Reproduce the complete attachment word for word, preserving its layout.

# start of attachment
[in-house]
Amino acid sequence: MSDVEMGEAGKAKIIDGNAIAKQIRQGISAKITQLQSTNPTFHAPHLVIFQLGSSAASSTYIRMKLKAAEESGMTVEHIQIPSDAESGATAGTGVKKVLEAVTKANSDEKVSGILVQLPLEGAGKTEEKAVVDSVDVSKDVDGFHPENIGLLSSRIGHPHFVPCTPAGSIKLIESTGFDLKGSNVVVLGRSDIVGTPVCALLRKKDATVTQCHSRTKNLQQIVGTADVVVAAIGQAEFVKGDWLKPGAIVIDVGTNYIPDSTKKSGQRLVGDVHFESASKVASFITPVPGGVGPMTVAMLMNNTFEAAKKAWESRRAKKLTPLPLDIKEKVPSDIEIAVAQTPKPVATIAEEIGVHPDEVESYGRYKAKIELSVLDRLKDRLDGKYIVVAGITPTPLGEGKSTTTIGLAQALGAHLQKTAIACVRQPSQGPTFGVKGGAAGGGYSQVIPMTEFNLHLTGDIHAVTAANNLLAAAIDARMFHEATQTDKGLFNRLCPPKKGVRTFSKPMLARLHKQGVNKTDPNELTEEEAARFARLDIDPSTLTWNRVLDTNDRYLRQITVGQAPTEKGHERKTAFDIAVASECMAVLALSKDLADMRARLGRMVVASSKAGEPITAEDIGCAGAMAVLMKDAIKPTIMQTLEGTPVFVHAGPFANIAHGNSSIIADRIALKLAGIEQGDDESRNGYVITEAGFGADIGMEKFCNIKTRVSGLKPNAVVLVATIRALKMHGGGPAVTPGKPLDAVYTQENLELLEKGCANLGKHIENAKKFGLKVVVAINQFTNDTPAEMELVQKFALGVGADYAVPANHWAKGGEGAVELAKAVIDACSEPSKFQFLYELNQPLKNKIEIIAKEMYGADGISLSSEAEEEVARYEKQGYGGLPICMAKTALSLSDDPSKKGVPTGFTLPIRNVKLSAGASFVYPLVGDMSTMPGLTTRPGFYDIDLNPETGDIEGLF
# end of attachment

[in-house]
Amino acid sequence: MSDVEMGEAGKAKIIDGNAIAKQIRQGISAKITQLQSTNPTFHAPHLVIFQLGSSAASSTYIRMKLKAAEESGMTVEHIQIPSDAESGATAGTGVKKVLEAVTKANSDEKVSGILVQLPLEGAGKTEEKAVVDSVDVSKDVDGFHPENIGLLSSRIGHPHFVPCTPAGSIKLIESTGFDLKGSNVVVLGRSDIVGTPVCALLRKKDATVTQCHSRTKNLQQIVGTADVVVAAIGQAEFVKGDWLKPGAIVIDVGTNYIPDSTKKSGQRLVGDVHFESASKVASFITPVPGGVGPMTVAMLMNNTFEAAKKAWESRRAKKLTPLPLDIKEKVPSDIEIAVAQTPKPVATIAEEIGVHPDEVESYGRYKAKIELSVLDRLKDRLDGKYIVVAGITPTPLGEGKSTTTIGLAQALGAHLQKTAIACVRQPSQGPTFGVKGGAAGGGYSQVIPMTEFNLHLTGDIHAVTAANNLLAAAIDARMFHEATQTDKGLFNRLCPPKKGVRTFSKPMLARLHKQGVNKTDPNELTEEEAARFARLDIDPSTLTWNRVLDTNDRYLRQITVGQAPTEKGHERKTAFDIAVASECMAVLALSKDLADMRARLGRMVVASSKAGEPITAEDIGCAGAMAVLMKDAIKPTIMQTLEGTPVFVHAGPFANIAHGNSSIIADRIALKLAGIEQGDDESRNGYVITEAGFGADIGMEKFCNIKTRVSGLKPNAVVLVATIRALKMHGGGPAVTPGKPLDAVYTQENLELLEKGCANLGKHIENAKKFGLKVVVAINQFTNDTPAEMELVQKFALGVGADYAVPANHWAKGGEGAVELAKAVIDACSEPSKFQFLYELNQPLKNKIEIIAKEMYGADGISLSSEAEEEVARYEKQGYGGLPICMAKTALSLSDDPSKKGVPTGFTLPIRNVKLSAGASFVYPLVGDMSTMPGLTTRPGFYDIDLNPETGDIEGLF